Hospital Microgrids get the Go-Ahead from the Centers for Medicare and Medicaid Services
With patient health at stake, a power outage poses major risks to hospitals. Emergency backup power systems are essential for hospitals when prolonged power outages occur. Although advances in technology have expanded options for backup power systems, the majority of hospitals continue to use diesel generators for emergency backup power. This is largely because the Centers for Medicare and Medicaid Services (CMS) only reimburse a hospital for health care costs if the hospital uses generators or battery systems for emergency backup power.
However, a recent decision by CMS allows hospitals that use microgrids to be eligible for health care costs reimbursement. This decision opens the door for more hospitals to use microgrid systems to protect their facilities and patients.
A microgrid is a small-scale energy system that contains interconnected loads and distributed energy resources (DERs). These DERs include solar panels, wind turbines, fuel cells, batteries, and other renewable energy technologies. Microgrids are different from backup generators because they can proactively disconnect from the grid at a moment’s notice and “island” themselves to operate separately. Increased reliability for extended periods of time, the seamless maintenance of power, and reduced energy costs and emissions, make microgrids a viable option for backup power at hospitals. We discussed the potential benefits of microgrids for hospitals in a prior article.
CMS recognized these benefits as their new regulations permit hospitals to use a health care microgrid system (HCMS) for normal and emergency power. An HCMS can supply power from any individual DER or combination of DERs. The renewable resources in an HCMS must comply with the National Fire Protection Association (NFPA) Health Care Facilities Code (NFPA 99), the 2023 edition of the National Electric Code (NFPA 70), and associated references.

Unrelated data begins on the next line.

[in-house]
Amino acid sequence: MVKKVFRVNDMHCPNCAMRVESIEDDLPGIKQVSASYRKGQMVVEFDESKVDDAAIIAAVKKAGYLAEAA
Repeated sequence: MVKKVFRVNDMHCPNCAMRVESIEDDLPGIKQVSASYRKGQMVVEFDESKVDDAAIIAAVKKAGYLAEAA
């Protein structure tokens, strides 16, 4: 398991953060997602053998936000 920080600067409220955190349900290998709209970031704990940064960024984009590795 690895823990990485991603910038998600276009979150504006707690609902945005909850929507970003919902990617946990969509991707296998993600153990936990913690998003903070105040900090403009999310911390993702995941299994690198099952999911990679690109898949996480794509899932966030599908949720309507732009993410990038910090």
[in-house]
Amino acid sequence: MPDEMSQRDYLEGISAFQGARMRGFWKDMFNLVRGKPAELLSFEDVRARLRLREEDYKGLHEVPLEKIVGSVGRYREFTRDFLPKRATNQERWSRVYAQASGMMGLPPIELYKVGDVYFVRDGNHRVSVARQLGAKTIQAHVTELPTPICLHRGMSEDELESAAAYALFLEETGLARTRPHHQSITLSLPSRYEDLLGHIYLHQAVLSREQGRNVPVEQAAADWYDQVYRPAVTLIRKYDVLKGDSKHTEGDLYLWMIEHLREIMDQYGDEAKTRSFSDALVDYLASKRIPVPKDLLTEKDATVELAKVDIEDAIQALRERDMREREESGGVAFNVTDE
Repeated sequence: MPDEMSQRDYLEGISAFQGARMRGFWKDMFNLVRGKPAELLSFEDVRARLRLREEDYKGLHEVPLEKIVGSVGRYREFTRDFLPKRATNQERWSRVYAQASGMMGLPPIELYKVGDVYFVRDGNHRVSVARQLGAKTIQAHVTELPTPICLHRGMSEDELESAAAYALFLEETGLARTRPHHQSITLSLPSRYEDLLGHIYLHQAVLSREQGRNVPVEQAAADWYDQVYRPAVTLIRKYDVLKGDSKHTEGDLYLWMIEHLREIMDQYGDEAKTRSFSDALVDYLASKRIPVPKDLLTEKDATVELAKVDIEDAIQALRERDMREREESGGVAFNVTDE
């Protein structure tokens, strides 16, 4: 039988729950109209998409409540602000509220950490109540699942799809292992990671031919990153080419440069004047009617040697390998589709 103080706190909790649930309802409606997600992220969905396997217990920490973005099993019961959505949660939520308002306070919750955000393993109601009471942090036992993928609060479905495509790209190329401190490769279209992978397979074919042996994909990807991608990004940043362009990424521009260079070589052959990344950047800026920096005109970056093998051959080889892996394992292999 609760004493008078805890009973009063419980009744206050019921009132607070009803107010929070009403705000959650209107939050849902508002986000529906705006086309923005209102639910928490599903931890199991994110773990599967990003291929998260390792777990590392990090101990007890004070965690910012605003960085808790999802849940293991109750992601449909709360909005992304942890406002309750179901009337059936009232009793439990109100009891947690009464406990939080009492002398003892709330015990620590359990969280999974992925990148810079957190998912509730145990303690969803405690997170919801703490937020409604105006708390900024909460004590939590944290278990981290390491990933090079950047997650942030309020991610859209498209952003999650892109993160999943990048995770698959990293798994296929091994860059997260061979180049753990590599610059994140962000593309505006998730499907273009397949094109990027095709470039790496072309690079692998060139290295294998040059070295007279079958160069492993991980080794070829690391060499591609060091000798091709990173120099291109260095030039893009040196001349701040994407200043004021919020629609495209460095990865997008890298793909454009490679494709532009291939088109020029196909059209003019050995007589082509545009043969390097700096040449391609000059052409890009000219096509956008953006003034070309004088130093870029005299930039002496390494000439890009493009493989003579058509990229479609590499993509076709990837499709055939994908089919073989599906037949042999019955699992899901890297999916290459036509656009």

New and existing hospitals, who comply with CMS and NFPA requirements, must elect to use a categorical waiver and document the use of an HCMS to CMS. A survey entrance conference is held where the survey team will review the documented decision and verify that the HCMS complies with the applicable requirements. Once the survey team confirms that the required level of patient protection is met, the hospital is deemed to meet the standards and is able to receive reimbursement.
The installation of an HCMS provides reliability and resiliency while reducing costs and greenhouse gas emissions associated with fossil fuels. On top of this, federal Investment Tax Credits under the Inflation Reduction Act (IRA) enable nonprofits, including some hospitals, to receive direct pay benefits that make energy costs and construction of microgrids cheaper. See Article on the benefits of the IRA for non-profits here.
In light of increasing weather emergencies, the CMS decision to include microgrids as a viable backup power option for hospitals, in combination with IRA incentives, ensures the well-being of patients, pocketbooks, and the planet.
For more information on hospital microgrids see:
*Co-authored by Paige Trent, Energy Fellow (Not Yet Licensed to Practice Law)
This is for informational purposes only. It is not intended to be legal advice and does not create or imply an attorney-client relationship.Download PDF